/ 12 September 2012

Malema guns for Zuma at meeting with soldiers

Expelled ANC Youth League leader Julius Malema has told soldiers that South Africa is a "banana republic" that does not follow the rule of law.
Expelled ANC Youth League leader Julius Malema has told soldiers that South Africa is a "banana republic" that does not follow the rule of law.

Julius Malema's address to disgruntled soldiers on Wednesday afternoon in Lenasia didn't deliver on concerns of a mutiny or coup.

Instead, he used the opportunity to once again  launch direct and indirect broadsides against President Jacob Zuma,  homing in on the government's pattern of dishonouring court directives, in an attack on the ANC, from which the firebrand leader has been expelled.

The soldiers gathered to hear Malema address their worries over being placed on special leave following a violent strike – despite court action in their favour.

"You have been winning court cases but the government is not prepared to listen to the courts," said Malema, who was flanked by his spokesperson Floyd Shivambu and suspended youth league secretary general Sindiso Magaqa.

Malema told soldiers that South Africa was a "banana republic" that does not follow the rule of law.

"No one is above the law, not the military, not the presidency and not Parliament. Every court decision must be respected," Malema told over 100 soldiers in civilian dress at the Lenasia Recreation Centre, south of Johannesburg.

"We must respect the courts but the leadership of this banana republic disrespects the courts."

He referenced the Democratic Alliance's (DA) battle to get hold of the transcripts of the controversial "spy tapes", which the National Prosecuting Authority had claimed were the basis of its decision not to prosecute President Jacob Zuma.

"We don't like the DA, we don't like Helen Zille," said Malema. "But she has won a court case which gave them 14 days. Now [it's] almost a year and they are not complying with that court order."

Contempt of court
The DA has lodged a court application against the NPA for being in contempt of court after refusing to hand over a record of its decision relating to the dropping of corruption charges against Zuma.

Malema continued to build a careful case against the government and particularly Zuma as its head, pointing out the legality of his challenge at every step.

"We will never engage in any mutiny," he shouted to an enthusiastic audience. "Yes, we admit we don't like the current leadership but we will use democratic methods to unseat them."

He went on to reference the education department's failure to meet a court injunction to get textbooks to Limpopo learners, effectively conflating his own internal disciplinary problems with the ANC and that of the soldiers' battle against the South African National Defence Force (SANDF) as part of a larger struggle by citizens against the government.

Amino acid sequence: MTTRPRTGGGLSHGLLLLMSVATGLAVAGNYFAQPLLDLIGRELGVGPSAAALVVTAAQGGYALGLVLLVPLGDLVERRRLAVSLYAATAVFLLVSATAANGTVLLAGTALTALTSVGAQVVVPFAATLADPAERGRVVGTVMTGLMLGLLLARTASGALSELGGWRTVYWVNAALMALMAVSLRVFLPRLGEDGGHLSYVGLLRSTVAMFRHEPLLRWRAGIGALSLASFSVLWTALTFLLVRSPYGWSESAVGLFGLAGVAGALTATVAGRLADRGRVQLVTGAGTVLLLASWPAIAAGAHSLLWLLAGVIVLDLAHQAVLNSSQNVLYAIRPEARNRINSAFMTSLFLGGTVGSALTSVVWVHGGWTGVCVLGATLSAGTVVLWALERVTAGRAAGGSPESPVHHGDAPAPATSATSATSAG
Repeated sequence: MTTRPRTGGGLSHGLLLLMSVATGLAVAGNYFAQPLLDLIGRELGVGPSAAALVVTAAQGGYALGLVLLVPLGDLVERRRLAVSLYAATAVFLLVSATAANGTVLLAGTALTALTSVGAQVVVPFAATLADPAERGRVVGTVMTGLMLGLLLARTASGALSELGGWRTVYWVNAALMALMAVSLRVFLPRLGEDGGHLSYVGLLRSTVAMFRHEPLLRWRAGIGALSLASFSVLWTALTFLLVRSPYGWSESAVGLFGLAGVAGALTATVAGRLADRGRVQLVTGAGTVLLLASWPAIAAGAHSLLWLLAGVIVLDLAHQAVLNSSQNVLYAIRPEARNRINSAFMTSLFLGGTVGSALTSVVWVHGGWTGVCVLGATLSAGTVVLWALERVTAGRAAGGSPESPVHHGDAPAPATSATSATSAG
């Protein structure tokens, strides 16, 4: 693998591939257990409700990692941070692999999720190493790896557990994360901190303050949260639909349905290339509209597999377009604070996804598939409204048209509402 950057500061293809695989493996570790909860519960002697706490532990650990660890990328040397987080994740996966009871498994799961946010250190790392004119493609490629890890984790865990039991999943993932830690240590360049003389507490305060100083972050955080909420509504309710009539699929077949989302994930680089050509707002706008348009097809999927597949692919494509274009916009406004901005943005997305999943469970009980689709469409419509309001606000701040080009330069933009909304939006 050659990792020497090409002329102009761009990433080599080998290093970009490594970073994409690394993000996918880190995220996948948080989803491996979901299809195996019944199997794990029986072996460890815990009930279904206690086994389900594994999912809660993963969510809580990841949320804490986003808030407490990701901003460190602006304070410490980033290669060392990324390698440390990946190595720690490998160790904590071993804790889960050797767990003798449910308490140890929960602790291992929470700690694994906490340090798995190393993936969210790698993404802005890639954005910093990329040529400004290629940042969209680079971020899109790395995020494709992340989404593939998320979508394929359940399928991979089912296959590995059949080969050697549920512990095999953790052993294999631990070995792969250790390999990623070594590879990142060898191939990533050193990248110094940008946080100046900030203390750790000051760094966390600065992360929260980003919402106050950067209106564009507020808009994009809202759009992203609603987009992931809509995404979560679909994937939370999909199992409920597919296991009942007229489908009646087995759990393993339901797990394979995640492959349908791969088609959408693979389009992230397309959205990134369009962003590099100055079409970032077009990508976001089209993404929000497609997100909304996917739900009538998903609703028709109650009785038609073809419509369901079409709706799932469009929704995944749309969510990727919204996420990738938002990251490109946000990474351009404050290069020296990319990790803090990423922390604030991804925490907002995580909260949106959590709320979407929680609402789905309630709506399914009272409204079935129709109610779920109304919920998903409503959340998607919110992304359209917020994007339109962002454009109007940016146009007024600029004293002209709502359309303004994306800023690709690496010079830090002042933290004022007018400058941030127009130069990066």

SANDF members were placed on special leave after they staged an aggressive protest in Pretoria in 2009 over poor salaries and adverse working conditions. Tshwane police used rubber bullets and teargas to disperse around 1 000 soldiers after they trashed surrounding streets, damaged cars and set a military vehicle alight.

The department tried to institute disciplinary procedures against them but was interdicted from doing so by the North Gauteng High Court in Pretoria, after an application to halt the procedure by the South African National Defence Union (Sandu).

The department accused the soldiers of failing to obey orders, failing to dissociate themselves from a violent protest, mutiny, and scandalising the SANDF.

The Supreme Court of Appeal ruled in the department's favour and the internal disciplinary proceedings began, but Sipho Swelinkomo, who spoke on behalf of striking soldiers, called the proceedings a "kangaroo court".

The Friends of the Youth League, a group formed shortly after Malema's expulsion from the ANC and ratified in April, claim SANDF soldiers invited the controversial youth leader to meet them in Lenasia on Wednesday.

'Cries and demands'
"The meeting and ultimate address is as a result of the pleas and requests the armed forces, soldiers of the SANDF, sent to [Malema] to come listen to and voice the military and soldiers' cries and demands," the group said.

Malema took his customary pot-shot at Zuma at the gathering, assuring his audience that soldiers were last on his list of priorities.

"I don't know what a priority is for him. Maybe getting married every year, he specialises in that one," he said to laughter. Then he turned serious, shouting about nurses, students, the poor and workers ignored in the meantime. "These are a symptom of a dictatorship," he said. He emphasised soldiers must stand up for the Constitution where it is being flouted.